We are taught by great actions that the universe is the property of every individual in it.
- Ralph Waldo Emerson
Early every Saturday, while most are sleeping, I find inexplicable joy in surrounding myself with dozens of screaming, loving children eager to play while learning about their religion, a faith that often doesn't get the attention merited in most Muslim homes.
From eight until two, a fellow teacher and I work to educate these minds about the basics of Islam and Qu'ranic teachings, as well as various games stressing the child's role in Islam. We use our lesson plans to make the children feel that his or her ideas are relevant as we discuss morals and ethics from Islamic history and their relevance to today's first-graders.
These children have taught me so much more than I ever would have thought a group of rowdy six-year-olds capable of. My patience has increased in the few years I have been teaching. Many Saturdays I found myself ready to burst out in anger toward a child because he or she refused to share crayons, only to see another group peacefully working things out, and sharing. On such occasions, I am often humbled by those five and six-year-olds who were so ready to share, while I, the 16-year-old, am on the verge of catapulting all my anger toward a child who has yet to understand between right and wrong. By working with these children, my patience has increased phenomenally so now I quietly shake my head, instead of losing my temper. I credit my students with teaching me that problems, no matter how large or small, can be solved with the soft touch of reasoning.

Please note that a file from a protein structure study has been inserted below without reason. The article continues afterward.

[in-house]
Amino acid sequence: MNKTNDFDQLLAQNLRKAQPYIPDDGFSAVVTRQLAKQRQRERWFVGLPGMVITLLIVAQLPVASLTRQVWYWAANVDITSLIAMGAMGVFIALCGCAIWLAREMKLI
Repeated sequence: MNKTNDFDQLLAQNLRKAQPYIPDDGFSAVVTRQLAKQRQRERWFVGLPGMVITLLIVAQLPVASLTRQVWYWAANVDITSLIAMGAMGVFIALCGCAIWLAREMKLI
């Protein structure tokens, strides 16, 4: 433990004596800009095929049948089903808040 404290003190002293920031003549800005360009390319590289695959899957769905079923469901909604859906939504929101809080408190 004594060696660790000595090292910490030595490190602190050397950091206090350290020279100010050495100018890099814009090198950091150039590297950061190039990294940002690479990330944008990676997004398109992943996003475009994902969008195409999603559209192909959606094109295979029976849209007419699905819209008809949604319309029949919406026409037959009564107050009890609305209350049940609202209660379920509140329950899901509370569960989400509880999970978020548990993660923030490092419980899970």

Knowing that these children are the future leaders is comforting; I tell myself this every time I deal with their arguments and my anger boils. Like Emerson's quote, I believe that it is up to older generations to instill responsibility and worth in the younger ones.
This piece has been published in Teen Ink’s monthly print magazine.